Tuesday, January 17, 2006


It is said that to love New York is to always be heartbroken, but lately I’ve been getting it broke into seventeen pieces. Hot on the heels of the Beatrice Inn and the Second Avenue Deli comes the closing of McHale’s, a 73-year-old bar at 8th Avenue and 46th street.

Originally opened as the Gaiety Café—the side windows still retain etched “Gaiety” logos—the McHale family bought the place in the early ‘50’s and added their name to the fabulous neon that wraps around the building’s corner. I stopped by earlier to pay my last respects and snap some pictures on what was rumored to be the bar’s last night (owner Jimmy McHale wouldn’t confirm or deny).

McHale’s was one of the few places left where you could sit down and order chops and a beer and feel like you were in a black and white movie (like for real, not like some faux-ty-second street theme park). It was also the rare cheap, good meal and/or drink in the Theater District.

And now it’s gone, soon to be torn down and replaced with 42 stories of luxury ugly.

It occurs to me that I have now been to the last night at Magoo’s, McGlade’s, and McHale’s. (There was also the last night at Grand Ticino a few years ago, but that’s a story unto itself. . . and it doesn’t start with an “M.”) None of these places would have closed when they did if rent and/or development pressures hadn’t forced the issue. Like I said up top, I know the city is always reinventing itself, but there is a perceptible change in the pace and type of reinvention. (I admit that Magoo’s and McGlade’s were quite a while ago, but my point still holds.)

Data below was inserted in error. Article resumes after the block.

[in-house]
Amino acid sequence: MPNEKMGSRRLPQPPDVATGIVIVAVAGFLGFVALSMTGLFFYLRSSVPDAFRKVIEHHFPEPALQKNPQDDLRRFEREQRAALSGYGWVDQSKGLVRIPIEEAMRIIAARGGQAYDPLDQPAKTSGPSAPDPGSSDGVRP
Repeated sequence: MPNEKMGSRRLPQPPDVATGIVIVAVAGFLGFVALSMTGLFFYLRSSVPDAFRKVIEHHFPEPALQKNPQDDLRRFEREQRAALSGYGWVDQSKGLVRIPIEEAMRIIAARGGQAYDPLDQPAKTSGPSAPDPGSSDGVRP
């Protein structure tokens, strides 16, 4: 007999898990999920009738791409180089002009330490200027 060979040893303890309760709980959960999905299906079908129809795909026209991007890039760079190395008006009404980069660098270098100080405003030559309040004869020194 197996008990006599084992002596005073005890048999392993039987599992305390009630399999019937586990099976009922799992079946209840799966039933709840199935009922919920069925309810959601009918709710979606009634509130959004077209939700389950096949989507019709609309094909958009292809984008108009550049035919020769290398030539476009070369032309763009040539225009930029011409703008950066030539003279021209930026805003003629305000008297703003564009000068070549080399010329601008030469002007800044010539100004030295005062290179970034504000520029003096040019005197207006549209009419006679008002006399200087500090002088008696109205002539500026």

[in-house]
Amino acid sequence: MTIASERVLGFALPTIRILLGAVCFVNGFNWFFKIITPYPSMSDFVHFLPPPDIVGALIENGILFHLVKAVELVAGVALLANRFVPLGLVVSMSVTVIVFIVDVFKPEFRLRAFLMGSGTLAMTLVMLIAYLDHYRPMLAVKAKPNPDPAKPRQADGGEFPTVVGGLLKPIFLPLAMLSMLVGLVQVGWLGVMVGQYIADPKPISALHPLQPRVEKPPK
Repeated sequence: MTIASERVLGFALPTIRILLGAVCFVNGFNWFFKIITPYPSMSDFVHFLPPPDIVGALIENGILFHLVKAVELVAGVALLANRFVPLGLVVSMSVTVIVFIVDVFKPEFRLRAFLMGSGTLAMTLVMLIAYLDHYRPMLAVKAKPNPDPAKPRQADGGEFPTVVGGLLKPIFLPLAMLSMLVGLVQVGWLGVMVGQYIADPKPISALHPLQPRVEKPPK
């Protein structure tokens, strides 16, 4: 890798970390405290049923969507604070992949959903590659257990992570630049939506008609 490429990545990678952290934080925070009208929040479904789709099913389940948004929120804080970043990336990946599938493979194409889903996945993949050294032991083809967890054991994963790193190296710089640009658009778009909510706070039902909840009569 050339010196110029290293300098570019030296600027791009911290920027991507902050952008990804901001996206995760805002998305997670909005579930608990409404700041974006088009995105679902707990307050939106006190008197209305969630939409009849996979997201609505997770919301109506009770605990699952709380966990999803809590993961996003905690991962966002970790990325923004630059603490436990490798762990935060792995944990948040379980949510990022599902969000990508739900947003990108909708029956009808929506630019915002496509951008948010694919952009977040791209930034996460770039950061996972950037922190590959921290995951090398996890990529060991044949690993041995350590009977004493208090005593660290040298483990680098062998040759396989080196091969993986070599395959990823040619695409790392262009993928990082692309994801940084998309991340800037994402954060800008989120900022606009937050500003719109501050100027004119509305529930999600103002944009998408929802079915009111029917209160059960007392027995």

It’s probably too much to ask of New York’s pro-big-deal-development mayor, but somebody with a little pull in this city really needs to call a time out so that everybody can think about what makes this place so popular that we need all this extra luxury housing stock.

I’d argue it is (was) places like McHale’s and the people who went there much more than it is any anonymous high-rise and the people who will blindly pay luxury prices to live at the corner of Eighth Avenue and 46th Street.

In other disappearing New York news, Untitled, a great postcard store that has been on Prince Street for 39 years, is closing at the end of business today. The owners blame e-mail, but I blame the lack of commercial rent control.


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